Sighs in the night: Ann Romney on women, men and economic anxiety

Among the more striking parts of Ann Romney’s polished, effective speech to the Republican convention in Tampa Bay last night, her observations about how women feel the pressure of tough economic times more acutely than men left me wondering.

Maybe that’s because I remember reading about how American males disproportionately suffered direct setbacks during the Great Recession. I’m thinking here of the 5.4 million men who lost their jobs in the U.S. between December 2007 and June 2009, or about seven men thrown out of work during the downturn for every three women laid off (although women have arguably fared somewhat worse than men during the recovery since then).

Why would we suppose that men don’t lose sleep the way women do about economic insecurity, especially so soon after a period when it was mostly men who were losing their jobs? Ann Romney, the wife of the Republican nominee to be the next U.S. president, asked her audience to concede that somehow, deep down, everybody just knows it’s women who bear more of the emotional burden during trying times.

“Sometimes I think that late at night, if we were all silent for just a few moments and listened carefully, we could hear a great collective sigh from the moms and dads across America who made it through another day,” she said, setting up these evocative lines: “And if you listen carefully, you’ll hear the women sighing a little bit more than the men. It’s how it is, isn’t it?”

Is it? Not in my experience. The moms and dads I know are subject to much the same worries. And if it happened that men were more in jeopardy of losing their jobs during a given period, I suspect it might follow that they’d be prone to more additional stress. Indeed, a study published a couple of months ago in the Journal of Applied Psychology found that to be the case.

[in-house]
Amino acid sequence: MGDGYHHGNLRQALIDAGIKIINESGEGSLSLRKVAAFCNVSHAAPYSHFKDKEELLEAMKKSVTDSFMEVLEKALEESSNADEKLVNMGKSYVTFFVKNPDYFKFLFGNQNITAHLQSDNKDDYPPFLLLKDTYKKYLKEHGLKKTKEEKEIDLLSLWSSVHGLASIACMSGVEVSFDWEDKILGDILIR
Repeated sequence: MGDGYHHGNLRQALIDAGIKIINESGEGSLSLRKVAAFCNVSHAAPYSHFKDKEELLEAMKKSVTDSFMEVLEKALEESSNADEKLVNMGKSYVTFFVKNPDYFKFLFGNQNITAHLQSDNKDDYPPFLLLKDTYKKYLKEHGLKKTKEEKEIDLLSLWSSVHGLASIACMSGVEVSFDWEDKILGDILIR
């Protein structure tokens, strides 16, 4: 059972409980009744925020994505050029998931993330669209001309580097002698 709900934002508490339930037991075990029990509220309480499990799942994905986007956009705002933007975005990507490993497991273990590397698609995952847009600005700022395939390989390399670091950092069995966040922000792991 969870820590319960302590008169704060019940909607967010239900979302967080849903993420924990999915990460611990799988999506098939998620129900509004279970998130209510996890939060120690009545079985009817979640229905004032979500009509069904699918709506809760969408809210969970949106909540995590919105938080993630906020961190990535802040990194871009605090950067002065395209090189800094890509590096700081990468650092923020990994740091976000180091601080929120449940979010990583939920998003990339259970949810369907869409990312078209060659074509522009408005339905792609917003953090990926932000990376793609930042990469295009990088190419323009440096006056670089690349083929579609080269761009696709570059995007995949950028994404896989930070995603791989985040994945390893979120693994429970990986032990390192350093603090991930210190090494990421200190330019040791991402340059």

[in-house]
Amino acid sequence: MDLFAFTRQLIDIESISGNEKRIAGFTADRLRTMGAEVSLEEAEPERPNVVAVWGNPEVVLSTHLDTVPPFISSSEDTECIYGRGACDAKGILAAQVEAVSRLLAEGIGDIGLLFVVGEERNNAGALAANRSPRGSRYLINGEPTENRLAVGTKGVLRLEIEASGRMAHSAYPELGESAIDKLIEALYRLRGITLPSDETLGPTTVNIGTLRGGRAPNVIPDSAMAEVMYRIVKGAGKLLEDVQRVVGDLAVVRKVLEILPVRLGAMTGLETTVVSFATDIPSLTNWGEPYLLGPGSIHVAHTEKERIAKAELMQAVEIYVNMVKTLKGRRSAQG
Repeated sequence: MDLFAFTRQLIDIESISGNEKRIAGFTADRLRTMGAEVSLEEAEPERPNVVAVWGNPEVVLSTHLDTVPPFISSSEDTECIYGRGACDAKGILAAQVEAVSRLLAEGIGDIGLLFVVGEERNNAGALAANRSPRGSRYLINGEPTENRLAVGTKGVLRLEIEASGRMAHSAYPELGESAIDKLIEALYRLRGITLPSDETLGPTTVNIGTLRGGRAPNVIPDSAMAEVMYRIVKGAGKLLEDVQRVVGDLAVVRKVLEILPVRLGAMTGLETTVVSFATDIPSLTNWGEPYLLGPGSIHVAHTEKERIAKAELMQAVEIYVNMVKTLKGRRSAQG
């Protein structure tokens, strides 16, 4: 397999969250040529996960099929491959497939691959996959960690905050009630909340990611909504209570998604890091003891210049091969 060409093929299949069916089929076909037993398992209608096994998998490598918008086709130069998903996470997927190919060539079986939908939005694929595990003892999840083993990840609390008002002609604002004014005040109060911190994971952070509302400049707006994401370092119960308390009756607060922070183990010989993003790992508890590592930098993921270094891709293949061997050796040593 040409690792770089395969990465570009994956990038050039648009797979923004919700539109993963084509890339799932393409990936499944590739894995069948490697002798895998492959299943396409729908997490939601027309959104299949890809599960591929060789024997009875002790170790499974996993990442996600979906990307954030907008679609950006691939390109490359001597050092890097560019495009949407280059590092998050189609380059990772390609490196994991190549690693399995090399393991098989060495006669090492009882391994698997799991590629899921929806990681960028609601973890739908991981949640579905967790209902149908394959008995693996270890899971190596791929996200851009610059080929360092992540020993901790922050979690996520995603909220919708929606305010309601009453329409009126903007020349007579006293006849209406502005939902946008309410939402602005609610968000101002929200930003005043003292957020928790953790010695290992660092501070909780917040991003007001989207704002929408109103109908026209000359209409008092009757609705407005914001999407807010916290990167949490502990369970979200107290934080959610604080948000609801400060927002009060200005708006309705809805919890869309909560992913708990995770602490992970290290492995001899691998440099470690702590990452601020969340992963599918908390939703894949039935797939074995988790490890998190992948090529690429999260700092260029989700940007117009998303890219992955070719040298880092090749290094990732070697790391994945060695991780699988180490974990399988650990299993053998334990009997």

The study, by Sheldon Cohen, a psychology professor at Carnegie Mellon University, concluded that younger adults, low-income earners and women in America tend overall to report feeling stress more than other demographic groups. But when it comes to the recent adverse economic conditions highlighted by Romney, the study offers this finding: “Stress increased little in response to the 2008-2009 economic downturn, except among middle-aged, college-educated white men with full-time employment.” (My emphasis.)

Those relatively well-off white men felt greater stress because they reasonably feared losing financial security and social status when they saw unforgiving economic conditions striking down their peers. It might be flattering to women voters to be told they are more finely attuned to such anxieties—it’s sort of a cliché, isn’t it?—but I suspect unease of that sort isn’t portioned out differently based on sex.